This study, carried out by IAC researcher Juan Antonio Belmonte, was published recently in Archaeoastronomy, the annual supllement of the Journal for the History of Astronomy.
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The exactitude of the alignment of the Egyptian pyramids with the four cardinal points continues to be an interesting topic that harks back to one of the first moments in the history of civilization in which astronomy was pressed into the service of the arts, in this case to monumental architecture. From the XIX century onwards many investigators have sought to explain the supposed Egyptian mastery of astronomical principles by postulating various theories. Recently, the journal Nature gave front page coverage of a new idea proposed by the British Egyptologist Kate Spence, according to whom the alignment of the pyramids could have been achieved via observations of simultaneous transits across the local meridian (an imaginary semicircle that divides the sky into its eastern and western halves) of two circumpolar stars, Kochab and Mizar, that were on opposite sides of the north celestial pole at the time when the pyramids were built, the chronology of the Great Pyramid being thereby shortened by almost 80 years. The article by the IAC's Juan Antonio Belmonte now critically examines Spence's proposal and improves on this with a new hypothesis.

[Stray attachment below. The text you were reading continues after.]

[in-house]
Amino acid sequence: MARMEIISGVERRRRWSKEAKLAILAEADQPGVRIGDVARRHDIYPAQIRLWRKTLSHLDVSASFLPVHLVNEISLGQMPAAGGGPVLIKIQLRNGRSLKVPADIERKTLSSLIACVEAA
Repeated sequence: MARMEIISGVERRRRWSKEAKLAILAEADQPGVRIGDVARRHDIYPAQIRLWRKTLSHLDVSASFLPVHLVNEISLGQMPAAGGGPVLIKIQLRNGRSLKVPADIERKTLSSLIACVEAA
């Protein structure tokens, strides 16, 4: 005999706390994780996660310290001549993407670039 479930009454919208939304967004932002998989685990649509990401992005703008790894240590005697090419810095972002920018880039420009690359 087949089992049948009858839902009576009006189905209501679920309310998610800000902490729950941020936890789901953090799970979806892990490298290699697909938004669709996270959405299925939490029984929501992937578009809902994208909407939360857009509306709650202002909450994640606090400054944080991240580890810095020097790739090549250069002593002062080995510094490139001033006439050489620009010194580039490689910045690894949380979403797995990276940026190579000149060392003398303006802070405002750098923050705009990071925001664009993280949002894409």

As is well known, the pyramids of Egypt, particularly those of the IV Dynasty Kings Cheops, Khephren and Mycerinus, raised on the plateau of Giza some 4500 years ago, are orientated with extraordinary accuracy with the four cardinal points. Belmonte now suggests that this orientation, following the local meridian, could have been achieved through meridian transit observations of the stars Phecda and Megrez, belonging to the Leg of the Bull, one of the most imporatant Egyptian constellation (equivalent to our Plough in the constellation Ursa Major). Extending the line joining these two stars leads us to Thuban (the "pole star" at that time) in the same way that the two stars Merak and Dubhe today act as pointers to the present Pole Star,
According to this new hypothesis, the greatest accuracy of alignment would have been achieved around the year 2562 BC; consequently, the Great Pyramid could have been orientated close to this date, at a moment falling between the two dates proposed Spence and Belmonte, which would place it at the start of the reign of Cheops (2589 - 2551 BC) and render unnecessary the shortening in the chronology advocated by Spence.
Belmonte's hypothesis has important chronological and historical - even mythological - implications that could help towards a a better understanding of how the Egyptians of the pharaonic era understood the cosmos and made use of it, among other things, to align precisely their most important monuments.
Complete text of article also published in issue 1-2001 of IAC Noticias (only in spanish), at: